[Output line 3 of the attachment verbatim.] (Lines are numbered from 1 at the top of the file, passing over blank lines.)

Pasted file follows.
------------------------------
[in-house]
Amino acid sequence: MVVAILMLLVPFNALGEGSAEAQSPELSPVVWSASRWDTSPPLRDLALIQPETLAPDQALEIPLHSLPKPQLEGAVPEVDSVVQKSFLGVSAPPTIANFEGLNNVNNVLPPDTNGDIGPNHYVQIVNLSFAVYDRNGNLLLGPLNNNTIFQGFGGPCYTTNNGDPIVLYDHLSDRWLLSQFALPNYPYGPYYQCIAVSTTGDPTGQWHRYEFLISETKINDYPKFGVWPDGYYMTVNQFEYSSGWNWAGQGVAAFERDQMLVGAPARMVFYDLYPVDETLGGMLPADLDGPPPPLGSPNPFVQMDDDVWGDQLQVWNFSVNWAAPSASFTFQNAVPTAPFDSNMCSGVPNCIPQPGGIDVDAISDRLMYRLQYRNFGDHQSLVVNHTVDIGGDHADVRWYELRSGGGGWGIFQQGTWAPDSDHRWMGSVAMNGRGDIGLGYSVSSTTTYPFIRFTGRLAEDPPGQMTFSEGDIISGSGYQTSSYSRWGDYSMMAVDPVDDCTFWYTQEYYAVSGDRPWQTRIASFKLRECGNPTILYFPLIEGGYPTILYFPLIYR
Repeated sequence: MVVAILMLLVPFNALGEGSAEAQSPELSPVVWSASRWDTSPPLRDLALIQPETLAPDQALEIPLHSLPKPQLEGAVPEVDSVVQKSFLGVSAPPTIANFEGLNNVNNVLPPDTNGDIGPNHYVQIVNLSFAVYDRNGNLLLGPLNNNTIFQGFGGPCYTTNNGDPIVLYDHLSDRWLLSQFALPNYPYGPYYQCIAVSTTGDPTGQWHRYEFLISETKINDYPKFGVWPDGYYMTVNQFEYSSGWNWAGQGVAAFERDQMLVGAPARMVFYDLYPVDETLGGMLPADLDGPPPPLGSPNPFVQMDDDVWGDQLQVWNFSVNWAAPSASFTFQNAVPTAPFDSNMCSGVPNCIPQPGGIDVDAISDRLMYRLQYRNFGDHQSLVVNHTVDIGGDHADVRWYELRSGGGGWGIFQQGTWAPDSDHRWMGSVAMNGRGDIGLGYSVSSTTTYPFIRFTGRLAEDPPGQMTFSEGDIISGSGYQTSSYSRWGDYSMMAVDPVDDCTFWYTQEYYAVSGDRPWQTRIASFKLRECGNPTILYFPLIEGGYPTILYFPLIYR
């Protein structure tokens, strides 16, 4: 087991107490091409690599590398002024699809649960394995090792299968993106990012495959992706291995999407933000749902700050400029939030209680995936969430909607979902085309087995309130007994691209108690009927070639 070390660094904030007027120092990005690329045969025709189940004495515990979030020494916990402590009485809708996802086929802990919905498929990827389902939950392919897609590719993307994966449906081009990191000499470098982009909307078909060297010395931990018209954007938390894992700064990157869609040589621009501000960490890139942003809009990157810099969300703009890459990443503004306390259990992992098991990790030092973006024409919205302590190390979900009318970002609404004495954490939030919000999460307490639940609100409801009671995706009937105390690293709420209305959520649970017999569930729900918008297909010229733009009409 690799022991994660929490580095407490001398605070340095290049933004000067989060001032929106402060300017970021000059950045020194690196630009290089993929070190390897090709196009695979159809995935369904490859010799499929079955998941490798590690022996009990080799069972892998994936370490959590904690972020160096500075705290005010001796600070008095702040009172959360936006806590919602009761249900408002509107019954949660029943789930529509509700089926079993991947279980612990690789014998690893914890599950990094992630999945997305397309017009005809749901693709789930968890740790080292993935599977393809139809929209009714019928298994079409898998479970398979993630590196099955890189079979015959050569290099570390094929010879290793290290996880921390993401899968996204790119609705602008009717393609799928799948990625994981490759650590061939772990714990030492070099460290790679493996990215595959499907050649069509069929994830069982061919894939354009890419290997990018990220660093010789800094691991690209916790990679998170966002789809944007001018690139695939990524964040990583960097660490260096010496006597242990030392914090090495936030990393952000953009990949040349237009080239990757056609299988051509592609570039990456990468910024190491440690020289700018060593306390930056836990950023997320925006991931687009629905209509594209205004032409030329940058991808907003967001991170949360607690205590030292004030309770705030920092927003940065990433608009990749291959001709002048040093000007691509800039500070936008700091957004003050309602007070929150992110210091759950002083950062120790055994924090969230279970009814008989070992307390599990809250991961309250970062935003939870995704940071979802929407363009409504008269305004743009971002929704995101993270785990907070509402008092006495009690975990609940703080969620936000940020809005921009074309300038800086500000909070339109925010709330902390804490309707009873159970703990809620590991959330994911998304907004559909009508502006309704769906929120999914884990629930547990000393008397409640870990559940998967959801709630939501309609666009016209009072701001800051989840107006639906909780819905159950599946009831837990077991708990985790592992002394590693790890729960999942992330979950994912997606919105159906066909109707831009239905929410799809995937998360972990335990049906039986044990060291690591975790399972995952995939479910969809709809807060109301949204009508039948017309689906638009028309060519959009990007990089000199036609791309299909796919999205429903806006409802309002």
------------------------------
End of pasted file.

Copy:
Repeated sequence: MVVAILMLLVPFNALGEGSAEAQSPELSPVVWSASRWDTSPPLRDLALIQPETLAPDQALEIPLHSLPKPQLEGAVPEVDSVVQKSFLGVSAPPTIANFEGLNNVNNVLPPDTNGDIGPNHYVQIVNLSFAVYDRNGNLLLGPLNNNTIFQGFGGPCYTTNNGDPIVLYDHLSDRWLLSQFALPNYPYGPYYQCIAVSTTGDPTGQWHRYEFLISETKINDYPKFGVWPDGYYMTVNQFEYSSGWNWAGQGVAAFERDQMLVGAPARMVFYDLYPVDETLGGMLPADLDGPPPPLGSPNPFVQMDDDVWGDQLQVWNFSVNWAAPSASFTFQNAVPTAPFDSNMCSGVPNCIPQPGGIDVDAISDRLMYRLQYRNFGDHQSLVVNHTVDIGGDHADVRWYELRSGGGGWGIFQQGTWAPDSDHRWMGSVAMNGRGDIGLGYSVSSTTTYPFIRFTGRLAEDPPGQMTFSEGDIISGSGYQTSSYSRWGDYSMMAVDPVDDCTFWYTQEYYAVSGDRPWQTRIASFKLRECGNPTILYFPLIEGGYPTILYFPLIYR